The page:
Do Arabs Have a Claim on Palestine?
[ is the author of . He offers his traditionalist conservative perspective at .]
There is a myth hanging over all discussion of the Palestinian problem: the myth that this land was "Arab" land taken from its native inhabitants by invading Jews. Whatever may be the correct solution to the problems of the Middle East, let's get a few things straight:
§ As a strictly legal matter, the Jews didn't take Palestine from the Arabs; they took it from the British, who exercised sovereign authority in Palestine under a League of Nations mandate for thirty years prior to Israel's declaration of independence in 1948. And the British don't want it back.
§ If you consider the British illegitimate usurpers, fine. In that case, this territory is not Arab land but Turkish land, a province of the Ottoman Empire for hundreds of years until the British wrested it from them during the Great War in 1917. And the Turks don't want it back.
§ If you look back earlier in history than the Ottoman Turks, who took over Palestine over in 1517, you find it under the sovereignty of the yet another empire not indigenous to Palestine: the Mamluks, who were Turkish and Circassian slave-soldiers headquartered in Egypt. And the Mamluks don't even exist any more, so they can't want it back.
So, going back 800 years, there's no particularly clear chain of title that makes Israel's title to the land inferior to that of any of the previous owners. Who were, continuing backward:
§ The Mamluks, already mentioned, who in 1250 took Palestine over from:
§ The Ayyubi dynasty, the descendants of Saladin, the Kurdish Muslim leader who in 1187 took Jerusalem and most of Palestine from:
§ The European Christian Crusaders, who in 1099 conquered Palestine from:
§ The Seljuk Turks, who ruled Palestine in the name of:
§ The Abbasid Caliphate of Baghdad, which in 750 took over the sovereignty of the entire Near East from:
§ The Umayyad Caliphate of Damascus, which in 661 inherited control of the Islamic lands from
§ The Arabs of Arabia, who in the first flush of Islamic expansion conquered Palestine in 638 from:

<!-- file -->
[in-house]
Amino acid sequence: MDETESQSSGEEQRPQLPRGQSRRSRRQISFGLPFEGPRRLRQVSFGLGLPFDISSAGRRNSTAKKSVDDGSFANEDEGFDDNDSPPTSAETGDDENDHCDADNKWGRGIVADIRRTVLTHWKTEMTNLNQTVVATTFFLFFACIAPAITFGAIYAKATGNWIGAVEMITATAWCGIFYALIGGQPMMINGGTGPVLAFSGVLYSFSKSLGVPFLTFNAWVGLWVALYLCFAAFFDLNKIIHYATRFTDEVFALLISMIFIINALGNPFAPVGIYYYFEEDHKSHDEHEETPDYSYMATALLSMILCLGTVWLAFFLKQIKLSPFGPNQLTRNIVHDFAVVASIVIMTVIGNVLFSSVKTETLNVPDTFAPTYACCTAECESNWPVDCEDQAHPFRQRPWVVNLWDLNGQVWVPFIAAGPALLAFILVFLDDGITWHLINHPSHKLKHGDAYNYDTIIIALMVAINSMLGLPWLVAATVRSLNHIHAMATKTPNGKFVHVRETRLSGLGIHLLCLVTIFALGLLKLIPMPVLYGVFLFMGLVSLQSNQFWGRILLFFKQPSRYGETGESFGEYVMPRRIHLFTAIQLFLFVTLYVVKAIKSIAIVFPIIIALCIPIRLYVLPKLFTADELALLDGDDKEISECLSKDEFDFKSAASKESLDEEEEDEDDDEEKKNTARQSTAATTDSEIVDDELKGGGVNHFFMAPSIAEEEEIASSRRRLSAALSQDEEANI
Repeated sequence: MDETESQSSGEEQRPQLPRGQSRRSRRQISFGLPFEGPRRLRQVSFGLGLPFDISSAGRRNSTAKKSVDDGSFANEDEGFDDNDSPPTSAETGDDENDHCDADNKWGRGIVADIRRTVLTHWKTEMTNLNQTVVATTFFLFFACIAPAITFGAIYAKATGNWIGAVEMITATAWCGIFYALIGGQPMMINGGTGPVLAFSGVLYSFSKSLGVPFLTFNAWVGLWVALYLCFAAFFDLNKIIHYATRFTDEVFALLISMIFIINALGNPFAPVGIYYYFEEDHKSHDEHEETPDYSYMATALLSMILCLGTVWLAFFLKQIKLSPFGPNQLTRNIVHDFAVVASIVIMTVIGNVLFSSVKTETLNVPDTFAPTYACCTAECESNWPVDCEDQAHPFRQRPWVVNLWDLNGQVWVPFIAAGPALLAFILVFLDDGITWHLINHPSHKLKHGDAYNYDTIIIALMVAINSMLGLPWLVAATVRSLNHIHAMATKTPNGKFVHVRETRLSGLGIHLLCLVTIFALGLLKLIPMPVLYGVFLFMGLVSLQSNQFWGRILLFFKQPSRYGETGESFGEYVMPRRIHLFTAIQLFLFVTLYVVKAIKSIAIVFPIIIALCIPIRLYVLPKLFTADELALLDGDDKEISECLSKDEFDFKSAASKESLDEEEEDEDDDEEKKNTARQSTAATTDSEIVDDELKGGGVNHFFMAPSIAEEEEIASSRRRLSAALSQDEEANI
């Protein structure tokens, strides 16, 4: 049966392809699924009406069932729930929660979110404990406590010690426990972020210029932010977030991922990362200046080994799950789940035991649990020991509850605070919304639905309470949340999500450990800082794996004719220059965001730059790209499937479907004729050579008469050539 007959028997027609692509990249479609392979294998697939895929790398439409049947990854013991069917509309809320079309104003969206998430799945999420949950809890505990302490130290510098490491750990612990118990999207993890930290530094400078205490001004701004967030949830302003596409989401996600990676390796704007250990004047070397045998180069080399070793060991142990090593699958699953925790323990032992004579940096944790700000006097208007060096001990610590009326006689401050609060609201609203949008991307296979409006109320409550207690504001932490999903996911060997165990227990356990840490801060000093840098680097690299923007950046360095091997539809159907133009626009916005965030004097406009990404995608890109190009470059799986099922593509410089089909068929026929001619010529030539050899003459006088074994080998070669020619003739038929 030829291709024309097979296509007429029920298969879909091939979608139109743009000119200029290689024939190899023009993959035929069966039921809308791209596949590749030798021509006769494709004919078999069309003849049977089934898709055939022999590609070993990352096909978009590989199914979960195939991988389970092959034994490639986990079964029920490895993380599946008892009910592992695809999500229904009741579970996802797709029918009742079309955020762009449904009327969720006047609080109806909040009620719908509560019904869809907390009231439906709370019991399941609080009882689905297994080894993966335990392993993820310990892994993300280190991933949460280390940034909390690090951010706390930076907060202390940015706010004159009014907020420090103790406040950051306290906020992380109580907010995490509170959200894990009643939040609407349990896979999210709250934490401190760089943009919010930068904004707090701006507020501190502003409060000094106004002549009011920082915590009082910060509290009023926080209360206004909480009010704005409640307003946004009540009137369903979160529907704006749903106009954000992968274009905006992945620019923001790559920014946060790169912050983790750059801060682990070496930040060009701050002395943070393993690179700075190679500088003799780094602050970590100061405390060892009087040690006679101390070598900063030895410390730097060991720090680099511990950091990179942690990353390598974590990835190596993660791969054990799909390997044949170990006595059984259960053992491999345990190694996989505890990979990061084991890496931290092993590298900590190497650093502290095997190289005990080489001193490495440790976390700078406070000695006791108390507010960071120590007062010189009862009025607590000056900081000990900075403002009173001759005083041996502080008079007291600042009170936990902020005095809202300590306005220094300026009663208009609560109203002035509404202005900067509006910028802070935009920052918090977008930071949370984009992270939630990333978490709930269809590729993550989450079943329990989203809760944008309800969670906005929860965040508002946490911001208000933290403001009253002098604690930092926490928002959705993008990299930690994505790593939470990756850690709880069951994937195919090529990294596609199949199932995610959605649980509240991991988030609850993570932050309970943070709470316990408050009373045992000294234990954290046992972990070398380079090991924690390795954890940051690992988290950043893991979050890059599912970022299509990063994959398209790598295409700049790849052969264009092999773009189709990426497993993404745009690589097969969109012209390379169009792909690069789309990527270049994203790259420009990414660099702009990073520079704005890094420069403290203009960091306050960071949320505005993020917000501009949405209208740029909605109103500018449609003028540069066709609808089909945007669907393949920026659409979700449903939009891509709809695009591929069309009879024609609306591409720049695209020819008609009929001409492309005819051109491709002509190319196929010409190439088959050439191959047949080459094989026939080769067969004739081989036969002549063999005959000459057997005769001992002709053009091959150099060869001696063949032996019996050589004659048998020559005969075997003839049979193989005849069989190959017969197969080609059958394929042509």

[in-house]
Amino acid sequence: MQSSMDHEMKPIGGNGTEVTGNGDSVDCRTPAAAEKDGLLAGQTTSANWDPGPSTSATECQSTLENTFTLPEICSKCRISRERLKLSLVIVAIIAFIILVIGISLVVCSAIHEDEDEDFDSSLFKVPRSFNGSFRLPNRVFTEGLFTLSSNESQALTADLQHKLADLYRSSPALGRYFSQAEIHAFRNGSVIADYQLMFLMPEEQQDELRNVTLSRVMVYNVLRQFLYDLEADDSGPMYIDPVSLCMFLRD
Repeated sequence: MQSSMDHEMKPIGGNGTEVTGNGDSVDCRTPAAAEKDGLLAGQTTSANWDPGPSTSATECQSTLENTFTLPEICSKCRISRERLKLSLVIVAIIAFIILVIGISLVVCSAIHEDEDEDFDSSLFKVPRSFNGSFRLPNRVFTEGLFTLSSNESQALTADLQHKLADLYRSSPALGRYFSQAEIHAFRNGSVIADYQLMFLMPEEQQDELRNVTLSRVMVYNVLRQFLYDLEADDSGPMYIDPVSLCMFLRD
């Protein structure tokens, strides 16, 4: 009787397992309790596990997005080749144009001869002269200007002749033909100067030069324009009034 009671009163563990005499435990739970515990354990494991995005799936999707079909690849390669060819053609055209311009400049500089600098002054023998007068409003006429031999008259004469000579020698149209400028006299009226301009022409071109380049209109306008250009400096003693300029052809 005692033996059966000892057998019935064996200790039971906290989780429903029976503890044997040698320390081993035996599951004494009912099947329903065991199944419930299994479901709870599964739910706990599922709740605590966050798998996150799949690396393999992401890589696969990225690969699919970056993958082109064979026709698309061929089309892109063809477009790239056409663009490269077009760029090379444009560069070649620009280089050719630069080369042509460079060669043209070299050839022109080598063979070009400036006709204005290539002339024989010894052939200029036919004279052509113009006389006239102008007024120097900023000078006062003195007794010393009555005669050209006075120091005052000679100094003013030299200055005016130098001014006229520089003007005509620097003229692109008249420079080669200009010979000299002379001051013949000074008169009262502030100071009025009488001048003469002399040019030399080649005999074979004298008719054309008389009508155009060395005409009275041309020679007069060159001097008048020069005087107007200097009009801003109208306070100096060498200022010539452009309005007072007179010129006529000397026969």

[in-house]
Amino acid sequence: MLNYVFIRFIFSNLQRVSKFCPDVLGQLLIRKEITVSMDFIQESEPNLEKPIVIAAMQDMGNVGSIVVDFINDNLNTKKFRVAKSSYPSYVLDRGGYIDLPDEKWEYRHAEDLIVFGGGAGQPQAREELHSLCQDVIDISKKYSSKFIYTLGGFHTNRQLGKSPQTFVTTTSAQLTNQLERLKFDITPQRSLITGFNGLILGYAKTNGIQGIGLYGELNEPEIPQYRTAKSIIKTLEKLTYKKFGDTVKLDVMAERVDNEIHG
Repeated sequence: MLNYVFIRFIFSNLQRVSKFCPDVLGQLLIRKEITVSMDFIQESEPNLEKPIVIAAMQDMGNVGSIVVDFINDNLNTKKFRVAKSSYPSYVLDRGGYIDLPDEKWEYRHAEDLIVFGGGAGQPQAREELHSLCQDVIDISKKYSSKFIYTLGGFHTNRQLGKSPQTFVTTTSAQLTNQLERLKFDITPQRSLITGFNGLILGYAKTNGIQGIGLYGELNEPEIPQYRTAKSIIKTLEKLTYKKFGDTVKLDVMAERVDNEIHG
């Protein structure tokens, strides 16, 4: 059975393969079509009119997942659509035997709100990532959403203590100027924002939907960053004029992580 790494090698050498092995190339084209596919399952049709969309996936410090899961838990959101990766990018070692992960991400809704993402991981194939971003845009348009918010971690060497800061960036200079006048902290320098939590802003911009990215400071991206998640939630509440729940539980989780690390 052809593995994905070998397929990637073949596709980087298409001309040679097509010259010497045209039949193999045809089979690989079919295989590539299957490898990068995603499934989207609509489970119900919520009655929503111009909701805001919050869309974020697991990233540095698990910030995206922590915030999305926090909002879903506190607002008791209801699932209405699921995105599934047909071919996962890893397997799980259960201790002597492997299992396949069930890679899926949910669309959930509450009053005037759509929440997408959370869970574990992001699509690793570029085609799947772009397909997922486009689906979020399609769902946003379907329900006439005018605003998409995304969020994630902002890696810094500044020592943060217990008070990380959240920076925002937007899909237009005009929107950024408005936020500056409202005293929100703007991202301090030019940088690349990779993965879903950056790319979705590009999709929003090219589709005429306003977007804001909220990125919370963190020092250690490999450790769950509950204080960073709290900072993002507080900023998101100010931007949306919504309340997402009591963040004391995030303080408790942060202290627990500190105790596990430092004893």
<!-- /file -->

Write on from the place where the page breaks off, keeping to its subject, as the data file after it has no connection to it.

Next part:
§ The Byzantines, who (nice people—perhaps it should go to them?) didn't conquer the Levant, but, upon the division of the Roman Empire in 395, inherited Palestine from:
§ The Romans, who in 63 B.C. took it over from:
§ The last Jewish kingdom, which during the Maccabean rebellion from 168 to 140 B.C. won control of the land from:
§ The Hellenistic Greeks, who under Alexander the Great in 333 B.C. conquered the Near East from:
§ The Persian empire, which under Cyrus the Great in 639 B.C. freed Jerusalem and Judah from:
§ The Babylonian empire, which under Nebuchadnezzar in 586 B.C. took Jerusalem and Judah from:
§ The Jews, meaning the people of the Kingdom of Judah, who, in their earlier incarnation as the Israelites, seized the land in the 12th and 13th centuries B.C. from:
§ The Canaanites, who had inhabited the land for thousands of years before they were dispossessed by the Israelites.
As the foregoing suggests, any Arab claim to sovereignty based on inherited historical control will not stand up. Arabs are not native to Palestine, but are native to Arabia, which is called Arab-ia for the breathtakingly simple reason that it is the historic home of the Arabs. The terroritories comprising all other "Arab" states outside the Arabian peninsula—including Iraq, Syria, Jordan, Lebanon, Egypt, Tunisia, and Algeria, as well as the entity now formally under the Palestinian Authority—were originally non-Arab nations that were conquered by the Muslim Arabs when they spread out from the Arabian peninsula in the first great wave of jihad in the 7th century, defeating, mass-murdering, enslaving, dispossessing, converting, or reducing to the lowly status of dhimmitude millions of Christians and Jews and destroying their ancient and flourishing civilizations. Prior to being Christian, of course, these lands had even more ancient histories. Pharaonic Egypt, for example, was not an Arab country through its 3,000 year history....
comments powered by Disqus
- David Rosand, an Art History Scholar Whose Heart Was in Venice, Dies at 75
- NYT interviews Rick Perlstein about his book
- OAH issues a statement in support of the AP standards